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New members are welcomed into sororities as Inter-Sorority Council concludes first fully in-person recruitment since 2020

Potential new members flooded Madison Bowl field for ISC’s annual bid day

<p>Over the course of a weeklong recruitment, over 900 women toured the University’s 15 sorority chapters in a four-round process including round-robins, philanthropy showcases, house tours and preference events.</p>

Over the course of a weeklong recruitment, over 900 women toured the University’s 15 sorority chapters in a four-round process including round-robins, philanthropy showcases, house tours and preference events.

The University’s Inter-Sorority Council chapters celebrated the end of a fully in-person recruitment process with bid day on Madison Bowl Field Sunday. Current members of each sorority met new members with balloons and colorful signs in hand after new members opened their bid cards together without the presence of COVID-19 gathering restrictions that had moved much of recruitment online in previous years. 

While this was the first year that ISC chapters were officially permitted to hold recruitment and bid day fully in person, a UJC report revealed that three separate sororities plead guilty of violating University gathering limits during the 2021 bid day. 

After the onset of the pandemic, some members of the University criticized the ISC and IFC’s overall responses to COVID-19, arguing that enforcement was overly lax. In the face of these claims, the University denied that Greek life recruitment practices directly contributed to COVID-19 surges on Grounds. 

Last year, the first three rounds of rush were held on Zoom and the preference round was held in person with masks required. While bid day activities were in-person last year, new and current members were required to wear masks when on the porch and in the sorority houses.

This year, without restrictions in place, over 900 women toured the University’s 15 ISC chapters in a four-round in-person process including introductory round, philanthropy showcases, house tours and preference events. At the end of the week, potential new members received bid cards from one of their two preferred sororities welcoming them into their respective organizations. 

Second-year College student Madison Obermeyer rushed this year and said she saw in-person bid day as a culmination of both sorority members’ and potential new members’ hard work over the past weeks.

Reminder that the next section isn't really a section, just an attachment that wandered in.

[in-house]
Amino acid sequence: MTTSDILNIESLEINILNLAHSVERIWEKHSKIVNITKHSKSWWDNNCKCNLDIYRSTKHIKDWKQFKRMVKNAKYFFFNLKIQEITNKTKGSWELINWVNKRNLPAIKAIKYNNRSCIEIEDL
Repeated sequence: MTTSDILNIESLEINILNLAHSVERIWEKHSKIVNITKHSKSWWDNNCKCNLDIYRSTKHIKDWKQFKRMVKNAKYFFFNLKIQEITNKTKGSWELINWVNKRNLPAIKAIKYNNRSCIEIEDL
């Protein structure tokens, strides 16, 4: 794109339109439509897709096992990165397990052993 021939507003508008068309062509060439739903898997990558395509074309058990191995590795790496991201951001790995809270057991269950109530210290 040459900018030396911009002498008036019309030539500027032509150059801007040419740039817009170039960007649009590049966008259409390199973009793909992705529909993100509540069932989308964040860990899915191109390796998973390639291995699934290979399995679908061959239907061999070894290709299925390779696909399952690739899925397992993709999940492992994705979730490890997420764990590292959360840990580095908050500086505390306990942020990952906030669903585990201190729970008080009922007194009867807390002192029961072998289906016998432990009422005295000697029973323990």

“It was definitely very exciting, just everybody being all together and getting bids and having everything decorated,” Obermeyer said. “There was a lot of energy in the air.”

All potential new members who received a bid gathered in Mad Bowl Sunday, waiting to get their official bid cards in the form of physical letters. During the virtual years of recruitment, members opened their sorority bids via email. 

Anjali Amazigo, returning Pi Beta Phi member and fourth-year College student, said she understands how important in-person bid day is for new members, as it marks the beginning of their process to join their new sorority. 

“I know they've all been really excited about it,” Amazigo said. “They've been able to see the houses, meet more of the girls and really get more of a general feeling from what they want out of each sorority.”

Throughout the rush process, potential new members only interact with a handful of chapter members. Bid day is a time for new members to meet the entirety of the chapter, often through activities and events hosted in the chapter’s house. 

Amazigo said bid day is also notable because it’s the first chance for new members to interact freely with members of the chapter as new members of the sorority — not as potential new members. 

“They get to meet everyone and we make the whole day all about them,” Amazigo said. 

In addition to a return to in-person bid-day, sorority members spoke to the excitement of in-person rush.

Stephanie Liu, Chi Omega recruitment chair and second-year College student, said that in-person rush is beneficial as it is easier for potential new members and current members to make meaningful connections. Additionally, potential new membersSs are able to assess the atmosphere of each house and the entire chapter as a whole. 

“When looking for [potential new members], some of our biggest targets [are] looking for genuine and intentional connections,” Liu said. 

Oberyer said she was also grateful for in-person recruitment because it allowed her to meet new people in addition to the women within her chosen sorority. 

“I definitely feel like even though I’m not in some sororities, I really did make friends through the rush process since it felt much less formalized and more casual,” Obermeyer said. “That’s really exciting for me.” 

Liu said that the ISC has used their experience during the pandemic to make recruitment more accessible to potential new members. Even while rush was fully in-person, hybrid options were available to potential new members who preferred not to rush in-person for any reason. 

“The ISC’s experience during the pandemic has allowed us to understand how to conduct the rush process virtually if potential new members in the future have extenuating circumstances where they can’t participate in in-person rush,” Liu said. 

Now that women have received their bids, they will begin an initiation process and become full members during the spring semester. After learning to make accommodations in light of the pandemic, Liu expects that the ISC and sororities will be better equipped to handle issues as they arise.  

“In the future, I hope that ISC continues to help girls find a community where they can support each other throughout their college years,” Liu said.